Judging the Catholic Crisis
Albany Times Union [Albany NY]
Downloaded March 16, 2003
It was wise of Supreme Court Justice Joseph Teresi to recuse himself from cases involving sexual abuse and the Roman Catholic Diocese of Albany.
Plaintiffs' lawyer John Aretakis had requested Teresi's removal from the cases, citing purportedly improper communications between him and the diocese. Teresi had also imposed restrictions on what lawyers could say publicly, which was aimed mainly at Aretakis and at inhibiting media coverage. Given the media's role nationwide in bringing the sex abuse scandals to light, it was ill-advised for Teresi to try to stifle coverage.
Aretakis also questioned whether Teresi, as a practicing Catholic, could be impartial. That's not a productive path to go down, amounting to almost a religious test for judges. There is no reason why a Catholic judge cannot rule in cases concerning the Catholic Church.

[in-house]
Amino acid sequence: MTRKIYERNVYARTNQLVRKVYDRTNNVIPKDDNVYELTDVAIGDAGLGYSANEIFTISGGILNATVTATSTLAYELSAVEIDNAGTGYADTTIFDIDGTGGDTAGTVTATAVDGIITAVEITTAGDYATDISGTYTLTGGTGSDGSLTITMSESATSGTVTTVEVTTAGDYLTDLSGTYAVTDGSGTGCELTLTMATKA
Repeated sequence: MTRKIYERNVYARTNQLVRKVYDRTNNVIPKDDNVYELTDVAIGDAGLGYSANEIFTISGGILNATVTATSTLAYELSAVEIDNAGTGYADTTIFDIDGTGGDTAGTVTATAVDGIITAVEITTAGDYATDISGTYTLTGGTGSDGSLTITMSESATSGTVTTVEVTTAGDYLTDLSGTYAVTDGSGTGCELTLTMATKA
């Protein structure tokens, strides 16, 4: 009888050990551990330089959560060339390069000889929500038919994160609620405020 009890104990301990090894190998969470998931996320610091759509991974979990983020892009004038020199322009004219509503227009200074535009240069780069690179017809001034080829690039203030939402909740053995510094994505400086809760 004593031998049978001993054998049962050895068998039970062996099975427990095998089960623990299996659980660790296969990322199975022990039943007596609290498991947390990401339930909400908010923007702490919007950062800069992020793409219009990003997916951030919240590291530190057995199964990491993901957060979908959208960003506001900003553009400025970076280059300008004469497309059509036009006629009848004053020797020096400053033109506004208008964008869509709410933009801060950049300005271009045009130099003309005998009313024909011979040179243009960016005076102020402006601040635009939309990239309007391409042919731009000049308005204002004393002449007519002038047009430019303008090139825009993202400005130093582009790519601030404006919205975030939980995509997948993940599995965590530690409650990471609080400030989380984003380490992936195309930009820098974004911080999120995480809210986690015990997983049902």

In fact, the church's real interests are served not by concealment but by bringing offenses and scandal to light, so they can be dealt with. Bishop Howard Hubbard acknowledged as much in a recent interview with The Evangelist, in which he credited "the vigilance and persistence of the press" in doing just that.
In that light, and in the context of the terrible crimes against children that were committed and covered up by church officials, the diocese's demand that the Times Union apologize because one of its reporters purportedly misrepresented himself just looks silly. There are much more serious matters that need to be addressed, and the diocese still needs to do more to be as open and transparent as possible
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